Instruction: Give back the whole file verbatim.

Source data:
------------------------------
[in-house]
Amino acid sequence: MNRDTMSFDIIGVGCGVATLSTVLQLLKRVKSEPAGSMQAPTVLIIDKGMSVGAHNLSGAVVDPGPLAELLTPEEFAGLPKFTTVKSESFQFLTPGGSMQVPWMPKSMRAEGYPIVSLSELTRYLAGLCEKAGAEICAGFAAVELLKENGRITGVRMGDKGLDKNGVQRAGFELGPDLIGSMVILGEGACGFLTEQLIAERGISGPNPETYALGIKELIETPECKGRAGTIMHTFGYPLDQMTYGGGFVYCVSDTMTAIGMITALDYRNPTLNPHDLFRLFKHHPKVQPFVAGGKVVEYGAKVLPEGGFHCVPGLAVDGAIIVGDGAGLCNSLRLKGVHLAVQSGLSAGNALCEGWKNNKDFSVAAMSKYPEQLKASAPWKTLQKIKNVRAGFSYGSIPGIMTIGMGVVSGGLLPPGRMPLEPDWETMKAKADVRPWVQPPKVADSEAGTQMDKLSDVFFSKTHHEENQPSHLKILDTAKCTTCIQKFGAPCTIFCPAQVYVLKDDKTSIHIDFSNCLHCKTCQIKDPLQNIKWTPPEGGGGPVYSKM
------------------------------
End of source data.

[in-house]
Amino acid sequence: MNRDTMSFDIIGVGCGVATLSTVLQLLKRVKSEPAGSMQAPTVLIIDKGMSVGAHNLSGAVVDPGPLAELLTPEEFAGLPKFTTVKSESFQFLTPGGSMQVPWMPKSMRAEGYPIVSLSELTRYLAGLCEKAGAEICAGFAAVELLKENGRITGVRMGDKGLDKNGVQRAGFELGPDLIGSMVILGEGACGFLTEQLIAERGISGPNPETYALGIKELIETPECKGRAGTIMHTFGYPLDQMTYGGGFVYCVSDTMTAIGMITALDYRNPTLNPHDLFRLFKHHPKVQPFVAGGKVVEYGAKVLPEGGFHCVPGLAVDGAIIVGDGAGLCNSLRLKGVHLAVQSGLSAGNALCEGWKNNKDFSVAAMSKYPEQLKASAPWKTLQKIKNVRAGFSYGSIPGIMTIGMGVVSGGLLPPGRMPLEPDWETMKAKADVRPWVQPPKVADSEAGTQMDKLSDVFFSKTHHEENQPSHLKILDTAKCTTCIQKFGAPCTIFCPAQVYVLKDDKTSIHIDFSNCLHCKTCQIKDPLQNIKWTPPEGGGGPVYSKM